It’s not as simple as just focusing on dividend or growth investing. What are the fundamentals of the business underlying a stock? It’s important not to overpay for a business. For dividend investing, there are ways to improve the safety of your dividend.
Dividend-paying multi-baggers that are priced for purchase today will be used as examples, including one Canadian Basic Materials company and one U.S. company.
I came across an article written by Financial Samurai (or Sam), who worked in the finance industry for 13 years. The article was titled: Why It’s Better To Invest In Growth Stocks Over Dividend Stocks For Younger Investors.
It takes a lot of capital to generate meaningful income
Sam starts off saying: “Even if you have a $500,000 dividend stock portfolio yielding 3% that’s only $15,000 a year.”
Indeed, there are different ways to double your money. It’s a matter of if you want to focus more on income or growth.
Young people are better off focusing on growth stocks
Sam opines that:
“If you’re relatively young, say under 40 years old, investing the majority of your equity exposure in dividend yielding stocks is a suboptimal investment strategy.”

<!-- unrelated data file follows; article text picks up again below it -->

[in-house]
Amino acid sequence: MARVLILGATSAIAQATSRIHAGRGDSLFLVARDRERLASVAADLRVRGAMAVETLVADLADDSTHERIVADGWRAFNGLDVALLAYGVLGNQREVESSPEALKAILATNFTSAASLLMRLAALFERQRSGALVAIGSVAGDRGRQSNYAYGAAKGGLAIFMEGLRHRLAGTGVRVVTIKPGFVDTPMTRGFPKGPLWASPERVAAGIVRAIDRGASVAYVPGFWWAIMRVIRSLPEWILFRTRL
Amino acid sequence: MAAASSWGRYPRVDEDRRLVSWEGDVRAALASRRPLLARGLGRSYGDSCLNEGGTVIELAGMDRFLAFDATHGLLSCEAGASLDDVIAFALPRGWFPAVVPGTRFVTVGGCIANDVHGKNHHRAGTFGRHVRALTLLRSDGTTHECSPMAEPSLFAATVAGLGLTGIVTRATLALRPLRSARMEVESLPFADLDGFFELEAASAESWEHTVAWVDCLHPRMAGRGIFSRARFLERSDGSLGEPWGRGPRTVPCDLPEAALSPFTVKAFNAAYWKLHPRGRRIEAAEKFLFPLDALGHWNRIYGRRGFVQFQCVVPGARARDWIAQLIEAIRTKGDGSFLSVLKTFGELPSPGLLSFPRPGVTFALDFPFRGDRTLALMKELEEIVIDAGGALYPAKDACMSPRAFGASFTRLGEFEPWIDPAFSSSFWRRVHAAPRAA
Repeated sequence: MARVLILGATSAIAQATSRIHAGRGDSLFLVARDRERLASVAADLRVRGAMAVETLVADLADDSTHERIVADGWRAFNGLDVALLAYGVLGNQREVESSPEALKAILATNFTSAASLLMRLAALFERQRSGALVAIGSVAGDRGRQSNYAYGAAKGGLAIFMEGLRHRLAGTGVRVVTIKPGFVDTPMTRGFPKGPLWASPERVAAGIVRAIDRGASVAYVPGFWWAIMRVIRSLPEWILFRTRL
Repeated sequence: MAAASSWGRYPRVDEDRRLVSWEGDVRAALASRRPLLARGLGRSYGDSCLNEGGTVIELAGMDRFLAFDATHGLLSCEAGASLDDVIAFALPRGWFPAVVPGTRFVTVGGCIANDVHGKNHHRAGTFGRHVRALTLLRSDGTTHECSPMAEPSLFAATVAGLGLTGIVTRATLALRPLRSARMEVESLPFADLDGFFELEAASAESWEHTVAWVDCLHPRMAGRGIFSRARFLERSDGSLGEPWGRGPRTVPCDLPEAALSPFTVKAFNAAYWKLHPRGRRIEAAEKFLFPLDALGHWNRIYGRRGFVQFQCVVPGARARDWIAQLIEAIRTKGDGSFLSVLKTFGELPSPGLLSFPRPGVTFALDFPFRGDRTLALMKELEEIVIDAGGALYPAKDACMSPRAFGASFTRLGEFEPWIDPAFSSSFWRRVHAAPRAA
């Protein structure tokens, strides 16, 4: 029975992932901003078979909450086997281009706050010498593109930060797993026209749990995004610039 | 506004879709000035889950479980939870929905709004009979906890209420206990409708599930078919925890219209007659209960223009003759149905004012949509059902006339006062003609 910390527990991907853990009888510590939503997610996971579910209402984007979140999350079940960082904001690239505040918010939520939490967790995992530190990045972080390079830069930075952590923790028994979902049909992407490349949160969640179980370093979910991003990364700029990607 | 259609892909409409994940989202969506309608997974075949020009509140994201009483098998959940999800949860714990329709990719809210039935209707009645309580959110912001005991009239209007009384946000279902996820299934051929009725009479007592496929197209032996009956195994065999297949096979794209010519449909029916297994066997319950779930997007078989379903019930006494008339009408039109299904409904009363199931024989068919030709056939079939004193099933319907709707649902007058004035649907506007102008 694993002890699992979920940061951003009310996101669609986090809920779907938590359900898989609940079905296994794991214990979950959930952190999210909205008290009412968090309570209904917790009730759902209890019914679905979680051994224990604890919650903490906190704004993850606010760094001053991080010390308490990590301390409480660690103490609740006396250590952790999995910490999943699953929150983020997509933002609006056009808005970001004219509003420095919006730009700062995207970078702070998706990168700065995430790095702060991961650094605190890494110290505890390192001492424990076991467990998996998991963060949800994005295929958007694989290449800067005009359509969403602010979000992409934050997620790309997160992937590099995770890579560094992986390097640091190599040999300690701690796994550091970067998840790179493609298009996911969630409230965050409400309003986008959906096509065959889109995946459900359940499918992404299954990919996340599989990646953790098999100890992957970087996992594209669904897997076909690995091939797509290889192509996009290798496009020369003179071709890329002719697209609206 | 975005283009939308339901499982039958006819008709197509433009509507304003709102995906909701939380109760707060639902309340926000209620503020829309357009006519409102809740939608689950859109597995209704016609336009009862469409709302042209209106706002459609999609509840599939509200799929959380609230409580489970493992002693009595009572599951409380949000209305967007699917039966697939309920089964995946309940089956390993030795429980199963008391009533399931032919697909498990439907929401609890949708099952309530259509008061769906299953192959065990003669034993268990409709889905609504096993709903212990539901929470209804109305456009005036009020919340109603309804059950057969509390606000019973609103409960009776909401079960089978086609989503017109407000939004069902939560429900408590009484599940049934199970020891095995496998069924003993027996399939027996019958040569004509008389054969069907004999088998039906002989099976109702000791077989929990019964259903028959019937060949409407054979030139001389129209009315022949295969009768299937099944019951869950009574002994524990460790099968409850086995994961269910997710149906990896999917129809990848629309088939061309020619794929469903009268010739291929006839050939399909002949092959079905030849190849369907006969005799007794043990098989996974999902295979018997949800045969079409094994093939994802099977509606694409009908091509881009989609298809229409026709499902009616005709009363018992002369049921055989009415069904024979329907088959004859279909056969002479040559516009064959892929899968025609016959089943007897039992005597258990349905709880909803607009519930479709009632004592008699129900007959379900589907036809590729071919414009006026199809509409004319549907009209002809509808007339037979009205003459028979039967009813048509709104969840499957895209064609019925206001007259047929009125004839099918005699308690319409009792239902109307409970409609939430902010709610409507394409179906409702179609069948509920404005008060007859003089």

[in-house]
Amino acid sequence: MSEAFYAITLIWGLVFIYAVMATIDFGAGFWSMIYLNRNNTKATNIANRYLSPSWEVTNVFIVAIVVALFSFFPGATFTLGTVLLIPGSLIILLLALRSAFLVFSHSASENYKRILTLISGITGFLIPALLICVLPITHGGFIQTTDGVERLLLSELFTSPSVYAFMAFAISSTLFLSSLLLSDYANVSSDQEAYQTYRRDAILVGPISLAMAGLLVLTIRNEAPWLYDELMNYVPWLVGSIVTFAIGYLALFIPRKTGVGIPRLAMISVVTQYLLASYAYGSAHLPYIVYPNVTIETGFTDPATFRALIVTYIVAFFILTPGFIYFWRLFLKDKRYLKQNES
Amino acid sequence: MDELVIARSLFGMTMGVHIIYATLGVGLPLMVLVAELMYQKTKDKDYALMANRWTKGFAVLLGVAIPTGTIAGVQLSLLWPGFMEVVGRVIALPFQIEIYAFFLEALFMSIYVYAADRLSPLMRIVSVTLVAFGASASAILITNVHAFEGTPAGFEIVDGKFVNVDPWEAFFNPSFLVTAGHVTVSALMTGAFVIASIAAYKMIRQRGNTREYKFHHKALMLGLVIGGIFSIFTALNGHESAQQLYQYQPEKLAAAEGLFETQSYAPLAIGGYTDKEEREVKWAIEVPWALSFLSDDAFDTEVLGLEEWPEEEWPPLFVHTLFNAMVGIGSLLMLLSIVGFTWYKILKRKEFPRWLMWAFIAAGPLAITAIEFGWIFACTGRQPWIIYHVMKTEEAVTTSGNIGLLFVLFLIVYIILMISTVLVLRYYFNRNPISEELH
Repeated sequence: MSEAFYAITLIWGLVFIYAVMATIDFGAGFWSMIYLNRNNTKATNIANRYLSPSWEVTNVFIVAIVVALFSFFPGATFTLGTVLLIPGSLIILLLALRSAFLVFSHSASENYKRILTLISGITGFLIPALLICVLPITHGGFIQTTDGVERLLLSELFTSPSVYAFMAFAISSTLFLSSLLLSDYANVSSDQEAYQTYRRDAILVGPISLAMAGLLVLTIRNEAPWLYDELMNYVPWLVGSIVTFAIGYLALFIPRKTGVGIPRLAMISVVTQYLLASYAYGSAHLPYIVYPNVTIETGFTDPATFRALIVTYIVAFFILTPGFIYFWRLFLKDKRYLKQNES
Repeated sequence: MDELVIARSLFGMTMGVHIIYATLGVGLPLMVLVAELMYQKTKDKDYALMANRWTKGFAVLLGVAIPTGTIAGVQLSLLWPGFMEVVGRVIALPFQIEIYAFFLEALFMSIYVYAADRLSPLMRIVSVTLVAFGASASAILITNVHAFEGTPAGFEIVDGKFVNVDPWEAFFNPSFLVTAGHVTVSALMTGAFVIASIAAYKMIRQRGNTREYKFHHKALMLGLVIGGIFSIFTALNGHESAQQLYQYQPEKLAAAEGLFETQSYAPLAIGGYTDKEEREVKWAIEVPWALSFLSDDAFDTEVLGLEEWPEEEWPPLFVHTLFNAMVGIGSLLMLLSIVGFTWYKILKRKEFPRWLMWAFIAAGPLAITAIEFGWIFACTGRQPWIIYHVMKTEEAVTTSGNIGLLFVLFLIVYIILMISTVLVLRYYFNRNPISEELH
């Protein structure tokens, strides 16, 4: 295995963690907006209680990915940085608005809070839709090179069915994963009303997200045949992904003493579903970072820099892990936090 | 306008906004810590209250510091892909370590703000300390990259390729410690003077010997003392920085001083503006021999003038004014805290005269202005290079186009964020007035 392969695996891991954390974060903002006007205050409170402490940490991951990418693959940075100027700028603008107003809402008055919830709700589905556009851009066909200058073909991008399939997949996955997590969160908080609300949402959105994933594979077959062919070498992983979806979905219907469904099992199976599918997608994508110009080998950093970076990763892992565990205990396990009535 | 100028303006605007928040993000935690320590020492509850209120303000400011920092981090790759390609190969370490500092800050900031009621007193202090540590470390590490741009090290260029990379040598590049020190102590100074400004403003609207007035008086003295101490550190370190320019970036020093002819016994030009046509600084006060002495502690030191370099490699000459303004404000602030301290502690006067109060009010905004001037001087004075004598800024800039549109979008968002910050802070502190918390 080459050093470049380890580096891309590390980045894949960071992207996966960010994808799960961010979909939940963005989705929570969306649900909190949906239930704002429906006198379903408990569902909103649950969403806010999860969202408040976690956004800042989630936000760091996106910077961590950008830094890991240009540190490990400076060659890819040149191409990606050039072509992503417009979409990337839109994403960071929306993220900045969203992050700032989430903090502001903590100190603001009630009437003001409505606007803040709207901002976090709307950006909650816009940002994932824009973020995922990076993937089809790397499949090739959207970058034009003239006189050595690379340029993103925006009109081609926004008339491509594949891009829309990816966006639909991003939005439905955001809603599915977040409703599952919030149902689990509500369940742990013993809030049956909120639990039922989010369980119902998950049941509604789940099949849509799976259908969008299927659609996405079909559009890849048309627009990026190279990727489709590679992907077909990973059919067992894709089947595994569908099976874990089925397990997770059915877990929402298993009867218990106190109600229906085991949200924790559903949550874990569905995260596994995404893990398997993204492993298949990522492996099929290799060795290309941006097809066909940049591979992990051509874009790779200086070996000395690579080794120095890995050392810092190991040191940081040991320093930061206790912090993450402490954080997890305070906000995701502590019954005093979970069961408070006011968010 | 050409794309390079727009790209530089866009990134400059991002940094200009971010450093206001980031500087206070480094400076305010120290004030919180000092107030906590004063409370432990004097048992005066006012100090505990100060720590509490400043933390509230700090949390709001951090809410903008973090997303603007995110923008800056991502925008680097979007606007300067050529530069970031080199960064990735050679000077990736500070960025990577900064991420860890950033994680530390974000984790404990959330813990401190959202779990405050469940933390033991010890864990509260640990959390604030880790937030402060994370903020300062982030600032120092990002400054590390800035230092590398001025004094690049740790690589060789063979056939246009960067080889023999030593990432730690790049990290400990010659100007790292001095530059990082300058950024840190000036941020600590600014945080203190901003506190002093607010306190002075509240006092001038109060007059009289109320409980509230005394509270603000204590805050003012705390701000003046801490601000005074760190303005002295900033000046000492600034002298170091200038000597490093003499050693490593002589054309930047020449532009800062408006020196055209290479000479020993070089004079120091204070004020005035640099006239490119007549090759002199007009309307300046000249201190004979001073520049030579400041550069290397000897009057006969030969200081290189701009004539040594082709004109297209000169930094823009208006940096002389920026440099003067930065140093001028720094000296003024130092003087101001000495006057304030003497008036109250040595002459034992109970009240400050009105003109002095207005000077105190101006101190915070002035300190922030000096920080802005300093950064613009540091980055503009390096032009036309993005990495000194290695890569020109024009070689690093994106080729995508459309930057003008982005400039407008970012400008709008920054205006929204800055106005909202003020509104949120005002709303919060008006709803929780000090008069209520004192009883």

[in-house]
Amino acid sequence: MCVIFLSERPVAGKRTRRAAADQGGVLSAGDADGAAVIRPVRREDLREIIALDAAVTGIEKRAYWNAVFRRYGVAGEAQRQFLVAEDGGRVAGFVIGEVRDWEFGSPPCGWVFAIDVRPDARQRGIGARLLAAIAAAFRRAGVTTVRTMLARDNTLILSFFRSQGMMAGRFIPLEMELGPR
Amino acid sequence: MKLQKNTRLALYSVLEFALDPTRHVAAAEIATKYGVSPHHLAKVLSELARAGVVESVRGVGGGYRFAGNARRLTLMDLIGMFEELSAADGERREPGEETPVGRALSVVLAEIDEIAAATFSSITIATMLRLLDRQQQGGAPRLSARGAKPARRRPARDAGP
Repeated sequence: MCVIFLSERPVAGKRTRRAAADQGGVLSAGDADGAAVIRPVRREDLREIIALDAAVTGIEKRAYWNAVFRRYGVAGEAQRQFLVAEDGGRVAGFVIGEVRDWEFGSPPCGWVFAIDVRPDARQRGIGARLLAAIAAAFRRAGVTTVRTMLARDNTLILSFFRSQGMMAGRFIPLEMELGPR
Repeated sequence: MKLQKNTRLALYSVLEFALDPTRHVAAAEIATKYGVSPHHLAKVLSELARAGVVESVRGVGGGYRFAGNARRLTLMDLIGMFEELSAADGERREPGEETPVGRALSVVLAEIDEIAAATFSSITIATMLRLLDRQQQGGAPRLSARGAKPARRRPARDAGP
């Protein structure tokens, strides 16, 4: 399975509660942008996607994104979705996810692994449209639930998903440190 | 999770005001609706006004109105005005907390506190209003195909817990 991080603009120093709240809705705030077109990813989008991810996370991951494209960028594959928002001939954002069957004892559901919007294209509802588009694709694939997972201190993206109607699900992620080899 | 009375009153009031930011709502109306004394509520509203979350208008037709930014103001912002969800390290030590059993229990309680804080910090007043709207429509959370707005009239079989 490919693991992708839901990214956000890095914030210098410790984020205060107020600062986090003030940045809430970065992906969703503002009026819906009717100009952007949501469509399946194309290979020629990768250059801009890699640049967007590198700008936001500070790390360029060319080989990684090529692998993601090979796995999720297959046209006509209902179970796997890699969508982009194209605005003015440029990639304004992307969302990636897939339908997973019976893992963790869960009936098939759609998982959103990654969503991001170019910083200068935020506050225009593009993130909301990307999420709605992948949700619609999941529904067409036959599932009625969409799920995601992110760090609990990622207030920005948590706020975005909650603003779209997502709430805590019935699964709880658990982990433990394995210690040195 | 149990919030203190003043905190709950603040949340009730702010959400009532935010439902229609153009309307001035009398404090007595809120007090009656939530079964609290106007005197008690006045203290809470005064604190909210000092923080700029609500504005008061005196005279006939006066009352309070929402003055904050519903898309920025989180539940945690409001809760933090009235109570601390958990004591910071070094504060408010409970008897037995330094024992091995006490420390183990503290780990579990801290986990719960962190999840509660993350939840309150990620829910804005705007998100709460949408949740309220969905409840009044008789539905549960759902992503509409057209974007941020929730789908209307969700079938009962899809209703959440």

He continues that:
“Out of the few multi-bagger return stocks I’ve had over the past 16 years, none of them have been dividend stocks.”
Although none of the multi-baggers he owned were dividend stocks, there are always examples if you look for them.
Growth stocks can also pay dividends
Stella-Jones Inc. (TSX:SJ) started paying a growing dividend in 2005. Since then, the stock has appreciated 2,800% – a dividend-paying 29-bagger! Here’s the stock analysis on Stella-Jones.
Starbucks Corporation (NASDAQ:SBUX) started paying a dividend in 2010. Since then, the stock has appreciated 360% – another dividend-paying multi-bagger.
Of course, Stella-Jones and Starbucks were growth stocks to begin with, but just because they started paying a dividend, it doesn’t mean they won’t continue to have good growth.
In fact, from FY2005-2015, Stella-Jones compounded its earnings per share (EPS) at an average rate of 22% annually!
Similarly, from FY2010-2015, Starbucks compounded its EPS at an average rate of 19.8% annually.
When a growth stock starts paying a dividend (especially a growing dividend), it means management believes earnings and or cash flows are stable enough. This is a good sign for long-term investors looking for stable returns.
This is primarily an excerpt from a Seeking Alpha article. You can read the full article here: Is It Better To Invest In Growth Over Dividends For Young Investors?
If you like what you've just read, consider subscribing via the "Subscribe Here" form at the top right so that you will receive an email notification when I publish a new article.Disclosure: At the time of writing, I own shares in SJ and SBUX.
Disclaimer: I am not a certified financial advisor. This article is for educational purposes, so consult a financial advisor and or tax professional if necessary before making any investment decisions.
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